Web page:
As a super relaxing pre-Fringe holiday I decided to take a flying visit to the capital for some pretty incredible theatre. It’s been a long time in the making but I managed to bag two of the hottest West End tickets for my stagey Saturday with legendary musical Hamilton and legendary actor Ian McKellen taking on Shakespeare’s epic tragedy King Lear. You wouldn’t think it from hit new musical and Shakespearean tragedy but weirdly these two actually have a wee bit in common; both are historical stories about kings falling from power, both have three badass sisters at the centre, both include many characters whose aim in life is to rise in the ranks of power. Although I will say that the viewing of these two shows was completely different!
This trip was planned ages ago but because I was unsure what my work commitments would be around that it became a one day plan – getting up at 5am is never fun, especially with the length of day ahead! We flew down to London and once we got there, headed to Kensington Palace (one of the places we had yet to visit). There are a few exhibitions of the palace’s rooms and one about Queen Victoria but the highlight was an exhibition to the fashion and career of Princess Diana. All in all Kensington is quite underwhelming versus other palaces I’ve visited (first world problems, I know) so I’m not sure how much I would recommend it – maybe if you were heading out that way anyway but definitely not a must-see I’m afraid. We grabbed brunch as Aster in Victoria before our first show of the day…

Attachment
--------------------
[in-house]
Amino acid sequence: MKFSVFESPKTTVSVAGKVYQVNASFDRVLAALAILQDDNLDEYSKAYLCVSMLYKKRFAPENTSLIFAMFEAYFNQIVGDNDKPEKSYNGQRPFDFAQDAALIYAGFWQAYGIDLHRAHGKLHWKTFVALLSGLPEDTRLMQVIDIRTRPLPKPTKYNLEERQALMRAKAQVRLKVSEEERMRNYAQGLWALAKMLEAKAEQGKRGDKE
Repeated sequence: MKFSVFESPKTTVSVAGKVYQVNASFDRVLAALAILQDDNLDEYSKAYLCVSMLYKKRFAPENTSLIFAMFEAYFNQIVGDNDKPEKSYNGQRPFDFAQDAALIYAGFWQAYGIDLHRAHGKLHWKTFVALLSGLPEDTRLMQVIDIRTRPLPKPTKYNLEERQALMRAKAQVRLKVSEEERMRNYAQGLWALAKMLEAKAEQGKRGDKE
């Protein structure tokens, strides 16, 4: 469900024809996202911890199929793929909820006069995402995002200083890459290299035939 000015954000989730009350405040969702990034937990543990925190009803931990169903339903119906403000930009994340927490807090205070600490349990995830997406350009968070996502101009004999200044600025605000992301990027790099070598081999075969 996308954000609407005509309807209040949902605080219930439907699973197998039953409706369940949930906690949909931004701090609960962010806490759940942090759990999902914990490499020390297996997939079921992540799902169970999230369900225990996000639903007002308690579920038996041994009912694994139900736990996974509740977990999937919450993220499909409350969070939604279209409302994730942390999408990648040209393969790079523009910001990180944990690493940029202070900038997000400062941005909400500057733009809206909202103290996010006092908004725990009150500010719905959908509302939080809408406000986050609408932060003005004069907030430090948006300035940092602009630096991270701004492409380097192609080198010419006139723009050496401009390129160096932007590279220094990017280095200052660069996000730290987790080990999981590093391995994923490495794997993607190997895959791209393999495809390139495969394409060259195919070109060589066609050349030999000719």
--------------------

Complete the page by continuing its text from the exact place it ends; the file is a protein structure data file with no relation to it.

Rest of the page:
Hamilton is incredible. I already knew that was going to be the case because the true genius and speciality of Hamilton is in its incredibly witty and detailed soundtrack (which I have obviously listened to many many times). Lin Manuel Miranda really did create something special and the more you listen to it, the more you notice each and every one of the jokes, facts and references he manages to fit into one show. The pace of that and the outstanding cleverness truly is what makes this such a good show. But as I said, I already knew all that. So what did I learn from seeing the stage production with real life people? The absolute highlight for me is Andy Blankenbuehler’s choreography. (Side bar – what a name!) The way he directs movement is so slick, fresh and exciting, which definitely makes up for the relatively empty staging giving us something dynamic and thrilling to look at throughout the show. The choreography is obviously very hip hop to match the music of the show but it has the poise, dignity and cleanliness of ballet along with influences of jazz and tap. I can’t think of enough words to gush over the choreography so all I have to say is Blankenbuehler – you’re my hero! Whilst I’m on the creative team, I also want to give a shout out to Howell Binkley’s lighting design (another great name) it was so stunning, timely and really enhanced the gravitas of the show.